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Promising Practices: An Interview with Darrell Johnson Jr. on DEI Efforts in Baton Rouge

Darrell Johnson Jr. is Manager of Diversity & Inclusion Programs at the Baton Rouge Area Chamber where he works to increase opportunities for historically underserved residents to access resources, programs, and support towards achieving greater economic mobility. 4E's Victoria Adams Phipps spoke with Darrell to learn more about the positive efforts underway in Baton Rouge, and get his take on what can be done to advance this work.


As the Manager of Diversity & Inclusion Programs at the Baton Rouge Area Chamber (BRAC), what are your priorities? How are you and the organization thinking about advancing equity for your community?

I was thrilled to join the BRAC team focusing on the organization’s economic inclusion efforts. In this role, I lead BRAC’s diversity and inclusion initiatives by providing business services, advancing corporate and workplace diversity initiatives, and pushing for reinvestment and redevelopment of underserved areas through the efforts of BRAC’s business development and quality of place teams.

BRAC’s commitment to economic inclusion is grounded in the understanding that more inclusive opportunities for all people in the region will propel growth, attract businesses, and enhance the quality of life. As the lead economic development group for the Baton Rouge Area, BRAC is committed to understanding and removing systemic barriers to opportunity and success and realizing the genuinely inclusive economy and community that Baton Rouge deserves.

Why is it important for economic development organizations to implement a diversity, equity, and inclusion strategy?

Implementing a diversity, equity, and inclusion strategy positions an economic development organization to truly foster economic inclusion within their respective footprints.Strong performance across measures of economic inclusion, such as: poverty rate, educational attainment, household income; workers in management positions - are closely correlated with stronger economic growth. Data shows that cities and regions that embrace diversity and inclusion create an atmosphere of openness that improves their competitiveness in attracting and retaining businesses, talent, clients and customers.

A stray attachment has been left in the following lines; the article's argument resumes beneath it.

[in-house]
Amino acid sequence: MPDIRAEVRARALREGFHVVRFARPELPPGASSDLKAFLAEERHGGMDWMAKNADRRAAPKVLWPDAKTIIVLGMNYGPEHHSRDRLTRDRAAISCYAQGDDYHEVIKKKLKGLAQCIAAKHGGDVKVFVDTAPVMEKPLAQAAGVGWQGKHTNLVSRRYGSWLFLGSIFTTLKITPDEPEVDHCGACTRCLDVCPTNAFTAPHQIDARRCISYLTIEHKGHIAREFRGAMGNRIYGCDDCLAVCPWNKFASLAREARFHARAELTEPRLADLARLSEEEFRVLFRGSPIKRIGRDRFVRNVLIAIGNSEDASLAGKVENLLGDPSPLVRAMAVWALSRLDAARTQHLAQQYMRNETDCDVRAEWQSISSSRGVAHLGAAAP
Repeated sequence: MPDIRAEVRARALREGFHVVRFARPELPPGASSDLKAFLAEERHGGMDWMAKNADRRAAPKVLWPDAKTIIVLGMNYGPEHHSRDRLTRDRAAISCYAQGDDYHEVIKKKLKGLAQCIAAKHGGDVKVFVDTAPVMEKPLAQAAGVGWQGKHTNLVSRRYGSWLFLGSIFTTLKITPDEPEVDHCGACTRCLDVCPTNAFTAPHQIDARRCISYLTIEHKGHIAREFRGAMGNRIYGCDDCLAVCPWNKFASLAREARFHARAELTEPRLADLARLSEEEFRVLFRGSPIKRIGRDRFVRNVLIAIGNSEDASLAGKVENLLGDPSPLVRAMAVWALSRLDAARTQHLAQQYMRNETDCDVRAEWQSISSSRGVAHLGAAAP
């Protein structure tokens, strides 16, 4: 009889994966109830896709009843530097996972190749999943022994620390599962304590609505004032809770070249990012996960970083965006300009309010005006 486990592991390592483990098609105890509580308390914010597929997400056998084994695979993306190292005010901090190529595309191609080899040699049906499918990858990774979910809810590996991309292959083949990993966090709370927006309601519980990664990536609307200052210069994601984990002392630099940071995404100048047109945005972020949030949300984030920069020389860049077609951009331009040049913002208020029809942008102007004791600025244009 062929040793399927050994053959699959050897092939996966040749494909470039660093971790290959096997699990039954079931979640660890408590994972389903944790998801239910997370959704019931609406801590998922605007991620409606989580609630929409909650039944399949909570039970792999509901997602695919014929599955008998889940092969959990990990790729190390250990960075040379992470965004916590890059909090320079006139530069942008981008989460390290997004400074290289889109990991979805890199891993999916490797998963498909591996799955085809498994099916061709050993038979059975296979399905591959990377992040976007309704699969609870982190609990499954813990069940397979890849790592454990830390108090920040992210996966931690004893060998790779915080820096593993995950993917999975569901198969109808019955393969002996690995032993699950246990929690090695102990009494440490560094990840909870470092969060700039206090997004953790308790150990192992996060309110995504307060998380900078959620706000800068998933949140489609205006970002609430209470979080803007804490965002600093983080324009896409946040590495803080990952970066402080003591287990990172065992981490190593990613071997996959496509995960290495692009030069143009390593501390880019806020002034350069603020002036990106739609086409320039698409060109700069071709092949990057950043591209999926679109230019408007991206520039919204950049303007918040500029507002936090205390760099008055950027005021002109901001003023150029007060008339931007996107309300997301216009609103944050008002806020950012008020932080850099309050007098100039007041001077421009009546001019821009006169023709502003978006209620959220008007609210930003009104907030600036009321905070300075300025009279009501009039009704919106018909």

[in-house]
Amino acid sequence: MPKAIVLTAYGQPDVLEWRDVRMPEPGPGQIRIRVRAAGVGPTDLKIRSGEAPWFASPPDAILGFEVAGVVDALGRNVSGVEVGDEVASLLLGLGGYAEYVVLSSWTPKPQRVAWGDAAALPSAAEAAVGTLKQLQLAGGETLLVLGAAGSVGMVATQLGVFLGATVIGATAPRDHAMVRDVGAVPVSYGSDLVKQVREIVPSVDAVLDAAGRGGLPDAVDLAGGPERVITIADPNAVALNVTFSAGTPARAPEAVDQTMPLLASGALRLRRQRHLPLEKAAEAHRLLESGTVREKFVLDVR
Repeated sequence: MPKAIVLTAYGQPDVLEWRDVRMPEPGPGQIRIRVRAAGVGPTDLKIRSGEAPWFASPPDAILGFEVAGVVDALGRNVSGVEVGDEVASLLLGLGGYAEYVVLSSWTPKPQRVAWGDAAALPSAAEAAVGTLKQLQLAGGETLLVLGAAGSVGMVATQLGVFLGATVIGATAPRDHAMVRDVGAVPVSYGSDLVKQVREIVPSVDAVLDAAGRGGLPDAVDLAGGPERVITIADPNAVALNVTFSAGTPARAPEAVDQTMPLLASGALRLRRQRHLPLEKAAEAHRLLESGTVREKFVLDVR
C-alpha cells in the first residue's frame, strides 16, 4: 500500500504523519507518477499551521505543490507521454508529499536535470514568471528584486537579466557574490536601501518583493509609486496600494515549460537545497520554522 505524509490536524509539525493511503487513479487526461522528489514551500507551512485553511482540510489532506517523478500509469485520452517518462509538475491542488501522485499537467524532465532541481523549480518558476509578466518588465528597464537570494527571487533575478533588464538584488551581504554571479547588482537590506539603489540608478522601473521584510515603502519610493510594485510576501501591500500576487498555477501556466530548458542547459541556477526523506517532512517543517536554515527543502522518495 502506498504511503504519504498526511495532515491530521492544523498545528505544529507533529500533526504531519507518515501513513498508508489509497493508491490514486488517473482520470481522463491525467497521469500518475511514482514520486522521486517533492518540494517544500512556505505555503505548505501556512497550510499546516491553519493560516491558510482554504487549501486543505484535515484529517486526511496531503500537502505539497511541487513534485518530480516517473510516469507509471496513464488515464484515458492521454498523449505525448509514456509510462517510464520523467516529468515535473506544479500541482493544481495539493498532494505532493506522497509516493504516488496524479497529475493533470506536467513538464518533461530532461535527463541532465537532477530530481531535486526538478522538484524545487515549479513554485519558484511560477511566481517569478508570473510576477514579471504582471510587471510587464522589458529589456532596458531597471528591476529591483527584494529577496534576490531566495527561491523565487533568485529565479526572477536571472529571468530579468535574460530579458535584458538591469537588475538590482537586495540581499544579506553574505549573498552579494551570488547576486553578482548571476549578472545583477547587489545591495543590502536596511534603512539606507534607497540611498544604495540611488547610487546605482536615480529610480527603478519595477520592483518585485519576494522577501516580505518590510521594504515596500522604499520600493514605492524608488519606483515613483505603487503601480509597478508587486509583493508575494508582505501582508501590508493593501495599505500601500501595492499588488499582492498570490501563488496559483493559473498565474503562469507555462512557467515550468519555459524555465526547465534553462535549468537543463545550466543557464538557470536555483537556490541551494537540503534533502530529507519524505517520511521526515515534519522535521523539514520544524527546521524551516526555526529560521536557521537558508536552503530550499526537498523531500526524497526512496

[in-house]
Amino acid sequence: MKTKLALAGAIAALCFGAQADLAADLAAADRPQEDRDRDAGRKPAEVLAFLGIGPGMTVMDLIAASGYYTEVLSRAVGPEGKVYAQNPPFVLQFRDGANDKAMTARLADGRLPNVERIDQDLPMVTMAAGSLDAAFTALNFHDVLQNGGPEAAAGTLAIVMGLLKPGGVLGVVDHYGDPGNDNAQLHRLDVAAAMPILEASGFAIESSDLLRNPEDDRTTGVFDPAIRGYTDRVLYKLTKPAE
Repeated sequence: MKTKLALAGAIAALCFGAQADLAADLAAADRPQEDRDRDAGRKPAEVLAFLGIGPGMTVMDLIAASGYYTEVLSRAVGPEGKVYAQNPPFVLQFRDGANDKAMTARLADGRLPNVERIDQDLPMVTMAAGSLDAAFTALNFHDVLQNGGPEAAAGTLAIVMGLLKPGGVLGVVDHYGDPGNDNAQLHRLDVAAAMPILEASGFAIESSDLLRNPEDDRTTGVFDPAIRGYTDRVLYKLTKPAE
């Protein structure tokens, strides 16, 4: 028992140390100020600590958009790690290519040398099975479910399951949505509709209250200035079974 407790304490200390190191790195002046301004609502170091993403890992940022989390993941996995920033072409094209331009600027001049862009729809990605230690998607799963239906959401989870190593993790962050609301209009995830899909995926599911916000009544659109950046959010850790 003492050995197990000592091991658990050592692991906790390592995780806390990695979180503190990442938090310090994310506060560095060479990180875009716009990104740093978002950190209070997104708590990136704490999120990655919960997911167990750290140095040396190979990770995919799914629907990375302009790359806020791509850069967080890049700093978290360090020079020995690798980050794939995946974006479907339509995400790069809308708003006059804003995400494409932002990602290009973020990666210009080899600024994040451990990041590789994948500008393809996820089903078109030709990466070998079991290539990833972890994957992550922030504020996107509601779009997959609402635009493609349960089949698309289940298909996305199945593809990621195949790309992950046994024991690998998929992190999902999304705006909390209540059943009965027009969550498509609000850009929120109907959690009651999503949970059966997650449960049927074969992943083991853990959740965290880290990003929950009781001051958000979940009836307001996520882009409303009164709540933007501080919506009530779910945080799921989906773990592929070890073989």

How does historical perspective impact or inspire your work?

Historical perspective continues to impact and inspire my work every day. I’m reminded of Baton Rouge’s civil rights history, such as the Baton Rouge Bus Boycott in 1953. This was the first-ever organized protest of Jim Crow laws in the South, which later inspired the Montgomery Bus Boycott two years later.

Baton Rouge has long had a diverse population that has not always been included in our economic growth. Part of our role and responsibility is leveraging that diversity as its advantage and working to accelerate equitable opportunity for everyone.

What challenges have you encountered? How are you overcoming them?

Systemic barriers have played an immense part in keeping groups of society marginalized. This is a reality in communities large and small, including Baton Rouge. I am reminded of The Groundwater Approach by the Racial Equity Institute (REI), which uses a groundwater metaphor to better describe the realities of systemic inequity. They base this metaphor on three fundamental observations:

  • Racial inequity looks the same across systems,

  • Socio-economic difference does not explain the racial inequity; and,

  • Inequities are caused by systems, regardless of people’s culture or behavior.

REI posits, “we have a groundwater problem, and we need groundwater solutions. Starting from there, we begin to unlock transformative change.”

We can overcome these challenges by understanding and successfully removing barriers, building to clear a bridge to opportunity and success through access to capital, access to opportunity, and access to information.

What resources, trainings, or tools would you recommend for organizations and individuals seeking to be better versed in this space?

We have the pleasure of housing staff with the Dialogue on Race Louisiana program in our building. Their organization is dedicated to eliminating racism through education, action, and transformation. Their original series program is an excellent tool for companies to explore with their board or staff to understand better race and how it impacts our systems.

I would also recommend researching the aforementioned Groundwater Approach by the Racial Equity Institute.

The next time we’re in Baton Rouge, what should we check out?

There is so much to do and see in the Baton Rouge metro. Our partners at Visit Baton Rouge have tons of suggestions, including a Black History Trail that spotlights our region’s gems, like the Southern University Museum of Art and the annual Blues Festival that takes place each Spring.

Baton Rouge's Downtown Greenway is one of many linear parks that link cultural attractions and add to the city's beauty.


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